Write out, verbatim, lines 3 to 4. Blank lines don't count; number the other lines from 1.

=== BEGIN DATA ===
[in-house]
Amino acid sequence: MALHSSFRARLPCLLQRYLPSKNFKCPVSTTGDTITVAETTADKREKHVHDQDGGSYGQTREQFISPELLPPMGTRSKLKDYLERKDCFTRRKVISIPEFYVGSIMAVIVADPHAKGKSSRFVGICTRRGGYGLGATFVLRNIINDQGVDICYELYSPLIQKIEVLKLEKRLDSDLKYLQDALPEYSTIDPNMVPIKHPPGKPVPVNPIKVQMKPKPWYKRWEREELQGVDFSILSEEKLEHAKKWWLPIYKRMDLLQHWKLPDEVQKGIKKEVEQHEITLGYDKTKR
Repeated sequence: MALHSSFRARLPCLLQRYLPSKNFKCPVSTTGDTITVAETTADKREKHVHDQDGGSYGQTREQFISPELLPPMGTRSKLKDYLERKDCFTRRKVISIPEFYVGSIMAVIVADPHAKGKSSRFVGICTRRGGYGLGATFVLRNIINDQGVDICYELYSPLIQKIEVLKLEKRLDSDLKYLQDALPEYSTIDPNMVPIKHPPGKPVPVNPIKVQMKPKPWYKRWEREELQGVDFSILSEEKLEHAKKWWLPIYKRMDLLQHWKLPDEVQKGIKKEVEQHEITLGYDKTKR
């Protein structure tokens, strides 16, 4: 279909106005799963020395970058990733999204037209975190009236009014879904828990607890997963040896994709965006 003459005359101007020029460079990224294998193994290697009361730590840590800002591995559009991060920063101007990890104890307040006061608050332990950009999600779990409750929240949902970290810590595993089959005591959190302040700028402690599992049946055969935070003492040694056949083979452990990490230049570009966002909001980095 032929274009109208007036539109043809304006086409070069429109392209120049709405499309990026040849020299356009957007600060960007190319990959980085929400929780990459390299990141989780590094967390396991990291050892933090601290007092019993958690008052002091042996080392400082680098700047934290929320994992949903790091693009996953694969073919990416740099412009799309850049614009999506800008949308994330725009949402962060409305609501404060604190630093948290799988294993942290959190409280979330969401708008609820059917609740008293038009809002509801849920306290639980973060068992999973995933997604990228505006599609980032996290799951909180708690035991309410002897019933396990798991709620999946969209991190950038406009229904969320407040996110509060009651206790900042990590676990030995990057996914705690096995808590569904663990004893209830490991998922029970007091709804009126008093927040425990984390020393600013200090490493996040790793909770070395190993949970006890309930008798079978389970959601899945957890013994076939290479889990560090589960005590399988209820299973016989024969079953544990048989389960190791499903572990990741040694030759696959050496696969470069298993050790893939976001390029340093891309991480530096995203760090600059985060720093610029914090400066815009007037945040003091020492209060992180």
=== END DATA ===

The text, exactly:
Repeated sequence: MALHSSFRARLPCLLQRYLPSKNFKCPVSTTGDTITVAETTADKREKHVHDQDGGSYGQTREQFISPELLPPMGTRSKLKDYLERKDCFTRRKVISIPEFYVGSIMAVIVADPHAKGKSSRFVGICTRRGGYGLGATFVLRNIINDQGVDICYELYSPLIQKIEVLKLEKRLDSDLKYLQDALPEYSTIDPNMVPIKHPPGKPVPVNPIKVQMKPKPWYKRWEREELQGVDFSILSEEKLEHAKKWWLPIYKRMDLLQHWKLPDEVQKGIKKEVEQHEITLGYDKTKR
């Protein structure tokens, strides 16, 4: 279909106005799963020395970058990733999204037209975190009236009014879904828990607890997963040896994709965006 003459005359101007020029460079990224294998193994290697009361730590840590800002591995559009991060920063101007990890104890307040006061608050332990950009999600779990409750929240949902970290810590595993089959005591959190302040700028402690599992049946055969935070003492040694056949083979452990990490230049570009966002909001980095 032929274009109208007036539109043809304006086409070069429109392209120049709405499309990026040849020299356009957007600060960007190319990959980085929400929780990459390299990141989780590094967390396991990291050892933090601290007092019993958690008052002091042996080392400082680098700047934290929320994992949903790091693009996953694969073919990416740099412009799309850049614009999506800008949308994330725009949402962060409305609501404060604190630093948290799988294993942290959190409280979330969401708008609820059917609740008293038009809002509801849920306290639980973060068992999973995933997604990228505006599609980032996290799951909180708690035991309410002897019933396990798991709620999946969209991190950038406009229904969320407040996110509060009651206790900042990590676990030995990057996914705690096995808590569904663990004893209830490991998922029970007091709804009126008093927040425990984390020393600013200090490493996040790793909770070395190993949970006890309930008798079978389970959601899945957890013994076939290479889990560090589960005590399988209820299973016989024969079953544990048989389960190791499903572990990741040694030759696959050496696969470069298993050790893939976001390029340093891309991480530096995203760090600059985060720093610029914090400066815009007037945040003091020492209060992180």